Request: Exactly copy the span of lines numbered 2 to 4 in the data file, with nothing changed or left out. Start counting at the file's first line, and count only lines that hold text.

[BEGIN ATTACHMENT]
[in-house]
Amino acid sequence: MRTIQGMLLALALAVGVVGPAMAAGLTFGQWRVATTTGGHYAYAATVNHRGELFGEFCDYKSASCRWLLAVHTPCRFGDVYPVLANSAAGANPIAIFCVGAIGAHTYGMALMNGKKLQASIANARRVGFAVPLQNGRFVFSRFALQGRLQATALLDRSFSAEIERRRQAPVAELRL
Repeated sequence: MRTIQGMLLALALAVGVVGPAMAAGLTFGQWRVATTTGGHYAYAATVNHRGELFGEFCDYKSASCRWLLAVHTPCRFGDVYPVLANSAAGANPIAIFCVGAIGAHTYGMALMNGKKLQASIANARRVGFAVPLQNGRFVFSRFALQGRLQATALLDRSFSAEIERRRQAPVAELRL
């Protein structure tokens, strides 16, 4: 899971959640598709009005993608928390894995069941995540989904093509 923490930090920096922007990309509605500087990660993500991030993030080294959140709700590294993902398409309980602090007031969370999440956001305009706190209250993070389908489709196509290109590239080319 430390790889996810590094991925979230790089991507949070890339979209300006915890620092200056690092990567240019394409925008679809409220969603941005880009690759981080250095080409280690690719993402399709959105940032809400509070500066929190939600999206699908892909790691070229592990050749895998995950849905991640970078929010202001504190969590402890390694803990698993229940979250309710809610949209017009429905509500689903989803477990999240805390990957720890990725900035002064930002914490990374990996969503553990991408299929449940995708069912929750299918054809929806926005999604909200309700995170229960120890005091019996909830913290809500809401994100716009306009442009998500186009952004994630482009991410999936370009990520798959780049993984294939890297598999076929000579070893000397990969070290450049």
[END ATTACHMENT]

Amino acid sequence: MRTIQGMLLALALAVGVVGPAMAAGLTFGQWRVATTTGGHYAYAATVNHRGELFGEFCDYKSASCRWLLAVHTPCRFGDVYPVLANSAAGANPIAIFCVGAIGAHTYGMALMNGKKLQASIANARRVGFAVPLQNGRFVFSRFALQGRLQATALLDRSFSAEIERRRQAPVAELRL
Repeated sequence: MRTIQGMLLALALAVGVVGPAMAAGLTFGQWRVATTTGGHYAYAATVNHRGELFGEFCDYKSASCRWLLAVHTPCRFGDVYPVLANSAAGANPIAIFCVGAIGAHTYGMALMNGKKLQASIANARRVGFAVPLQNGRFVFSRFALQGRLQATALLDRSFSAEIERRRQAPVAELRL
């Protein structure tokens, strides 16, 4: 899971959640598709009005993608928390894995069941995540989904093509 923490930090920096922007990309509605500087990660993500991030993030080294959140709700590294993902398409309980602090007031969370999440956001305009706190209250993070389908489709196509290109590239080319 430390790889996810590094991925979230790089991507949070890339979209300006915890620092200056690092990567240019394409925008679809409220969603941005880009690759981080250095080409280690690719993402399709959105940032809400509070500066929190939600999206699908892909790691070229592990050749895998995950849905991640970078929010202001504190969590402890390694803990698993229940979250309710809610949209017009429905509500689903989803477990999240805390990957720890990725900035002064930002914490990374990996969503553990991408299929449940995708069912929750299918054809929806926005999604909200309700995170229960120890005091019996909830913290809500809401994100716009306009442009998500186009952004994630482009991410999936370009990520798959780049993984294939890297598999076929000579070893000397990969070290450049």